"keep busy" obtaining and copying F-14 reports.
Shortly before returning to Russia on May 19, 1971, Petrov set up a
schedule of future meetings. On odd months the meetings would be
held on the first Monday of the month, while the even month meeting
dates would be on the second Monday. Alternate meeting dates, in
case one of them missed the regular day, would be on the following
Monday of each month. Petrov then told the engineer he would return
to the United States in August. They agreed to meet again on August
9th at a restaurant in the vicinity of Islip, Long Island.
Following Petrov's return from the Soviet Union, their
dinner-meetings continued on a regular basis. They met at previously
designated restaurants and, during dinner, discussed the engineer's
employment prospects at Grumman and what material the engineer had
managed to bring with him. After dinner they normally left the
restaurant and entered the engineer's car where the F-14 reports and
money were exchanged. Petrov would then get out of the car and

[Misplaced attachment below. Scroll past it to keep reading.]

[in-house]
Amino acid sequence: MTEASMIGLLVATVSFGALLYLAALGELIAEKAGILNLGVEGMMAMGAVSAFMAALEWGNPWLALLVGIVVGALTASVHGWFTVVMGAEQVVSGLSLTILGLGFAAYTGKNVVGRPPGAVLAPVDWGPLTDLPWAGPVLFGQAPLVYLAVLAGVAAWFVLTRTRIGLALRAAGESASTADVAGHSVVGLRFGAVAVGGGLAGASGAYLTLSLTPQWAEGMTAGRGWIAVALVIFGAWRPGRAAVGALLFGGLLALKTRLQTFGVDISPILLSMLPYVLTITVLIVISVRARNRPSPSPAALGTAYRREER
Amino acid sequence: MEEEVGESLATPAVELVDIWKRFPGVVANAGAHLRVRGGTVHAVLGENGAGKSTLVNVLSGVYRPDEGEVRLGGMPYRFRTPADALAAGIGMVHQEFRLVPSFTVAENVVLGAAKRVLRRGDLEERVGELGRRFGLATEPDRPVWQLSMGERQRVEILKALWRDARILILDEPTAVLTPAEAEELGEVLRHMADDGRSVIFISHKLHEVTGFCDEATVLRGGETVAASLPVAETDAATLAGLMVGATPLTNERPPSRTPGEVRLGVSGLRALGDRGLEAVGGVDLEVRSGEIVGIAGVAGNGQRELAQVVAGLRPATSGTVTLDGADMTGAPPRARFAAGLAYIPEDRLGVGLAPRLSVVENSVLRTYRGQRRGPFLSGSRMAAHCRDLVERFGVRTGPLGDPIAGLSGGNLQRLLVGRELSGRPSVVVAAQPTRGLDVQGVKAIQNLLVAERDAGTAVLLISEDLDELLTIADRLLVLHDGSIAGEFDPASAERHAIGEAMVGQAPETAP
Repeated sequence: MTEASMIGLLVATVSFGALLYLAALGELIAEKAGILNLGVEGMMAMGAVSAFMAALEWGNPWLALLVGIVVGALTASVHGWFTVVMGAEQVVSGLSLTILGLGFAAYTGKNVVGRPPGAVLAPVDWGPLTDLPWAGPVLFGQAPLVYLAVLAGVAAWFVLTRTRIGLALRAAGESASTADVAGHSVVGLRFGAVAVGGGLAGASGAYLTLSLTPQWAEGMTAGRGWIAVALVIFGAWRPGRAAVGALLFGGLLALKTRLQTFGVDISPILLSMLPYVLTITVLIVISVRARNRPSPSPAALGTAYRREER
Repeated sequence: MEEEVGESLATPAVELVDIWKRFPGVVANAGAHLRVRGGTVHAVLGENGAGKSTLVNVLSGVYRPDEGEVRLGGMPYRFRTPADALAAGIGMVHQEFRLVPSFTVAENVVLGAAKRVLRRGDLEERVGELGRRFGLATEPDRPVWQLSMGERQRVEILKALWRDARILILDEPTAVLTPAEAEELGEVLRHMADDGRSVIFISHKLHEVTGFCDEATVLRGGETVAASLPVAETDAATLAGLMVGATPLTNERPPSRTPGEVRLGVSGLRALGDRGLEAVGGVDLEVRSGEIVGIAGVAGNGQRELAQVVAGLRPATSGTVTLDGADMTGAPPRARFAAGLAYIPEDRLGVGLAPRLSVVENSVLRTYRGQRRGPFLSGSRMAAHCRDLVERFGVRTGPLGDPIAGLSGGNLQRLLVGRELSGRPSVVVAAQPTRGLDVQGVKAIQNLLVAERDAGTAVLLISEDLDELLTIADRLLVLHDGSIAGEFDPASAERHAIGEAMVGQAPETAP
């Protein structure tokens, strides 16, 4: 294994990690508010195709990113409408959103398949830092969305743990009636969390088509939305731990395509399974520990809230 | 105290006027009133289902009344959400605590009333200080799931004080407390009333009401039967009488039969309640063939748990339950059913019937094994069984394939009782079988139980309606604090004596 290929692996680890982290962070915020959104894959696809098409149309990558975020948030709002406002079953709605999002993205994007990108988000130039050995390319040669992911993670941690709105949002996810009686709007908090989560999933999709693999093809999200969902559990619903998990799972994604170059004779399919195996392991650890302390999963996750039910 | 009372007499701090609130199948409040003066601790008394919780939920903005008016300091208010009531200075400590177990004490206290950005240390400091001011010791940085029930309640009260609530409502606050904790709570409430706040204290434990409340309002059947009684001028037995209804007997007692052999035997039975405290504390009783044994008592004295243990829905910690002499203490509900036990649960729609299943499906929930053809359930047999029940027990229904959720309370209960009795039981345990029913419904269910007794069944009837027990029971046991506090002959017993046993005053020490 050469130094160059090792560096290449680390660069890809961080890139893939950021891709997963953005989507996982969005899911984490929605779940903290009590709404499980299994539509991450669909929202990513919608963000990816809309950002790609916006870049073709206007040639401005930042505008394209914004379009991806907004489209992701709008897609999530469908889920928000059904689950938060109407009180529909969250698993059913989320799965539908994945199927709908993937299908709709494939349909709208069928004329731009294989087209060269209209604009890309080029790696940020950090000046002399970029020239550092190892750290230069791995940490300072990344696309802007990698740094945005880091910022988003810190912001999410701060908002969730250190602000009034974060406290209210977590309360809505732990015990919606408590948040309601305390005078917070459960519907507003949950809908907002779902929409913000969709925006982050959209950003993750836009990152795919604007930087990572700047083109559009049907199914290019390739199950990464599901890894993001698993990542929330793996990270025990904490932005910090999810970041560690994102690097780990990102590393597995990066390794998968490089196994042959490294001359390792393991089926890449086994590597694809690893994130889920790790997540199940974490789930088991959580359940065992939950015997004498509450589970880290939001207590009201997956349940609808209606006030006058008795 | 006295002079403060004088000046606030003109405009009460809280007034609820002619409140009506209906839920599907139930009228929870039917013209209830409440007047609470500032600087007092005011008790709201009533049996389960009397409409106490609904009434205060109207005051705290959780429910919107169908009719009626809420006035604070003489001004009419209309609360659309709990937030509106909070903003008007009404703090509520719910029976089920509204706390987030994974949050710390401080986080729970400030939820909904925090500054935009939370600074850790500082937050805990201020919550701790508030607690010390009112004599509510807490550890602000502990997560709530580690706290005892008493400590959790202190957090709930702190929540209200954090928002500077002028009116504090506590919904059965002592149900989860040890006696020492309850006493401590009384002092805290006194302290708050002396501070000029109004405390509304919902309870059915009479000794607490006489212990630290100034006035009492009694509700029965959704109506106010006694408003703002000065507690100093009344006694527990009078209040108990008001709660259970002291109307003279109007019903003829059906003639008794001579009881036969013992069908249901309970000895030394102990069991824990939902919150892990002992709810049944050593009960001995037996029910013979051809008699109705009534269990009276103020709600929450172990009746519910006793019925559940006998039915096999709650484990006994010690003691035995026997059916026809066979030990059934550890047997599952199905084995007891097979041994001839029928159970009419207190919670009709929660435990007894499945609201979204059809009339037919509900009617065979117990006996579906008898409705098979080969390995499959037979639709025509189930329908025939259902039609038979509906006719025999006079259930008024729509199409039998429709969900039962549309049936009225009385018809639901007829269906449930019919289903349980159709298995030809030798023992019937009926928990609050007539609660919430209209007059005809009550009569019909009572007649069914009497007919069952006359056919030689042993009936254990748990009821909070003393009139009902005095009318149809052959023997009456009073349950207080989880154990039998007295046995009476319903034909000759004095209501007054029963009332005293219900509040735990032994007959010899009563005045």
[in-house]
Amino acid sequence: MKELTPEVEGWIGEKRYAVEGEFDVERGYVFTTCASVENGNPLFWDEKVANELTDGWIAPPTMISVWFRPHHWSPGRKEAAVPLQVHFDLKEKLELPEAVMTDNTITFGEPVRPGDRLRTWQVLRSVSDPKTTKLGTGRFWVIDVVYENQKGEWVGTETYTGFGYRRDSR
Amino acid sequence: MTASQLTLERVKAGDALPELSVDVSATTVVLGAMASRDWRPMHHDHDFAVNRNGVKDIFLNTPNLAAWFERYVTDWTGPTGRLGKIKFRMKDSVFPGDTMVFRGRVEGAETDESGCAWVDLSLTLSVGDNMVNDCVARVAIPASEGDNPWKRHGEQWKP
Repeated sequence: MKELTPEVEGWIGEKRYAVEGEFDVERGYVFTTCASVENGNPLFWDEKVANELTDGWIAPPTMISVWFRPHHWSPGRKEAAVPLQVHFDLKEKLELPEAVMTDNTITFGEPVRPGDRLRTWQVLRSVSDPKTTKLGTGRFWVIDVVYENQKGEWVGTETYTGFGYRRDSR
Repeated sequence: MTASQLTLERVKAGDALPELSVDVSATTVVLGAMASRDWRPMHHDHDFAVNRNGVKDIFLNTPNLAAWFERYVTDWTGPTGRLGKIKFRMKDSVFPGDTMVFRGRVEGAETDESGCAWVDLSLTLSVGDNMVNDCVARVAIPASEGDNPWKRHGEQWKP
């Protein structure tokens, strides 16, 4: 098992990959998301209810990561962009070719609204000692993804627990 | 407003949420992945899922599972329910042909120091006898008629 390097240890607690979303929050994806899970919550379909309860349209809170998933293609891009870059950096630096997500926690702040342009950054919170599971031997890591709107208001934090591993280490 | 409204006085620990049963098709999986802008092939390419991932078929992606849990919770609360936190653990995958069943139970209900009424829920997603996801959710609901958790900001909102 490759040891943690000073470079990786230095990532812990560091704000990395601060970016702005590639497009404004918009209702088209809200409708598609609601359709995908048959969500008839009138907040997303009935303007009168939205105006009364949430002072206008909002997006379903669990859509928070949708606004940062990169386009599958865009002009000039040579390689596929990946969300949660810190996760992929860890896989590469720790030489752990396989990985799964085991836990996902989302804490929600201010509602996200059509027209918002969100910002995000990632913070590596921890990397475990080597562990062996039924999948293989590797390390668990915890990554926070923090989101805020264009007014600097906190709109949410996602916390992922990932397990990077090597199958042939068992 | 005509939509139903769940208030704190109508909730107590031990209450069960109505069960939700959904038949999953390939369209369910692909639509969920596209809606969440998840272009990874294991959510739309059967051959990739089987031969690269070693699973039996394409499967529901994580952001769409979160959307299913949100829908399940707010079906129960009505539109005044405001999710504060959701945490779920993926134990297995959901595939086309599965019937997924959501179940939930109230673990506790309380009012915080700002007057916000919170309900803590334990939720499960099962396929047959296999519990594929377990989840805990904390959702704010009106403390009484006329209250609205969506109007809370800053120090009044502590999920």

depart the area on foot. During their earlier meetings, Petrov drove
his own automobile to the meeting location. Later, however, the
Russian started driving to a railroad station located several stops
short of the meeting site and then rode a train to his final
destination. Petrov explained to the engineer that no one would
recognize him so far from New York City, but he was afraid the
police might begin to notice his car after a while.
During their November 1, 1971, meeting, Petrov furnished the
engineer with a specially altered 35-mm camera. This camera was
capable of taking 72 photographs from each 36-exposure roll of film.
Included with the camera were a couple of rolls of film and a